The women of the mid-to late 1900s now could buy their shoes through the growing number of department stores and other retail outlets. While getting one feet shod by the local cobbler may have persisted in some quarters, for most Americans, shoe were, as they said, “store bought.”
Women were accustomed to squashing their feet in tight shoes. Their footwear buttoned at the side -- usually with help of a button hook -- had pointed toes and very high but somewhat blocky heels. The Intervale Manufacturing Company of Haverhill, Massachusetts, founded in 1882, clearly was designing for that market. It emphasized the “hand sewn” nature of its tops and buttons, reflecting an emphasis on craftsmanship.
The W.H. Goodger & Company of Rochester, New York, displayed a similar lady’s button down shoe on its paperweight. Its line was called “Famous Shoes” and the particular model “La Belle,” illustrated by depicting a bell. The Goodger folks also provided customers with a motto: “No how cheap but how good.” My assumption is that if “La Wife” wanted “La Belle,” it could be expensive.
The following weight shows a formal man’s shoe. As we see here, shoes for men were mostly over the ankle boots. Toe cap, lace up boots in black, gray, or brown were the most common for everyday wear. Formal occasions called for formal boots with white uppers (spat style), they could be buttoned or, as the one shown here, laced. This weight was made by the Graeser Mfg. Co. of Pittsburgh for V. Schoeneck Boot & Shoe Co. of Milwaukee, a city which once boasted at least a dozen shoe manufacturers.
Like Goodger, the John Heckel Company was a Rochester, New York, manufacturer. Heckel did not make the shoes, he made the steel shank that underlay the foot. As he showed in his paperweight, the steel shank kept the foot well supported while a shoe without his 1893 patented device apparently could lead to fallen arches. Although this weight is not marked it looks was made by the Abrams Paper Weight Co., of Pittsburgh and other cities.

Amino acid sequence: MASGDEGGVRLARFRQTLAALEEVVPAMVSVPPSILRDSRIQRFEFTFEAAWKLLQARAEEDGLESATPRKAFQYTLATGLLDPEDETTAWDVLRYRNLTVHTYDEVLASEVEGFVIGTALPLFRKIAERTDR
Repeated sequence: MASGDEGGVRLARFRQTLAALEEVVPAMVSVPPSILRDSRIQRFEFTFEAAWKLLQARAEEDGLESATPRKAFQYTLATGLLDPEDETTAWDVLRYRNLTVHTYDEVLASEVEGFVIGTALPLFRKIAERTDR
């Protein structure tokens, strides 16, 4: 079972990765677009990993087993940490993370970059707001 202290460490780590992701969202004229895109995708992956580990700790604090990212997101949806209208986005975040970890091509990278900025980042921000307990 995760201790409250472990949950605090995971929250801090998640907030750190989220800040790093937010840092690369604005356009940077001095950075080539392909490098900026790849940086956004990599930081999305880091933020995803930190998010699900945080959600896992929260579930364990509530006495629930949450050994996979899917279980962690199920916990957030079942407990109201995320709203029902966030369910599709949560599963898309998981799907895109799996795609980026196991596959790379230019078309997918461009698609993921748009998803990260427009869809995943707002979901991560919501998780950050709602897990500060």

The Heywood Boot & Shoe Company for many years was one of America’s most successful. Tracing its origins in Worchester, Massachusetts, back to the Civil War era (e.g. 1964), the company featured an oxford toe, laced over the ankle man’s shoe, a type that became popular in the late 1900s. Among the company slogans was: “Outside your foot steps in style, inside our footprint in leather.” Making good shoes and advertising widely, the Heywood Company survived two World Wars and the Great Depression, going out of business in 1953 due undoubtedly to foreign competition.
A similar shoe, only partly laced, was the product of the Dorsch Shoe Company. Its paper weight tells us that it was located next the Engine House but neglects to tell us in what city. In reality it was located in Newark, New Jersey. Known as the makers of “The Bull Dog” shoe line, the firm probably issued this weight about 1908.
Information about the origins of the Streng & Thalheimer firm are scanty. They were a Louisville, Kentucky, outfit who claimed to be both manufacturers and jobbers (e.g. middle men) in the shoe trade. Two brands are advertised on the weight, “Squire Carter’s Glace” calf shoe and “Dr. Palmer’s XXXX” calf shoe.
It was rare for a woman’s name to be associated with a manufacturing enterprise in those days, but Mrs. A. R. King is prominently identified with the “The Kant Slip Shoe.” Assuming she was an actual personage, she made her footwear in Lynn, Massachusetts, specializing in a low woman’s button shoe with a rubber bottom. Her weight was a marked Abrams product, this one bearing a Mystic, Connecticut, address.
Although the next paper weight mentions a Rochester, New York, distributor, the manufacturer was Goodyear’s Rubber Glove Company, located in Connecticut. As the story goes, the first vulcanized rubber overshoe was made in a factory in Naugatuck. The daughter of inventor Charles Goodyear demonstrated the process for a group of highly impressed investors in 1843 and manufacturing began shortly after under a license granted by Mr. Goodyear.
Eventually there were four rubber companies in Naugatuck. Goodyear himself invested in a company that moved from Litchfield, Connecticut, to Naugatuck and changed its name to the the one shown here. In addition to the traditional rubber galoshes and boots, this firm manufactured rubber gloves for telegraph linemen.
The most colorful weight has been left for last. It was issued by the Gray Bros. Manufacturing Company of Syracuse, New York. It shows a the white tip of a elegant example of footwear. It seems far from the ordinary shoe. My guess is that it was an opera boot, dress pump, or dancing slipper that readily would have been recognized by the women of the era.
There they are, ten glass paperweights, each one providing a glimpse at what people walked around in a century or more ago. A hundred years from now I wonder: Will future generations be just as astonished about a $600 pair of sneakers in our day as we are that our ancestors could pay as little as $3.50 for a Dorsch shoe?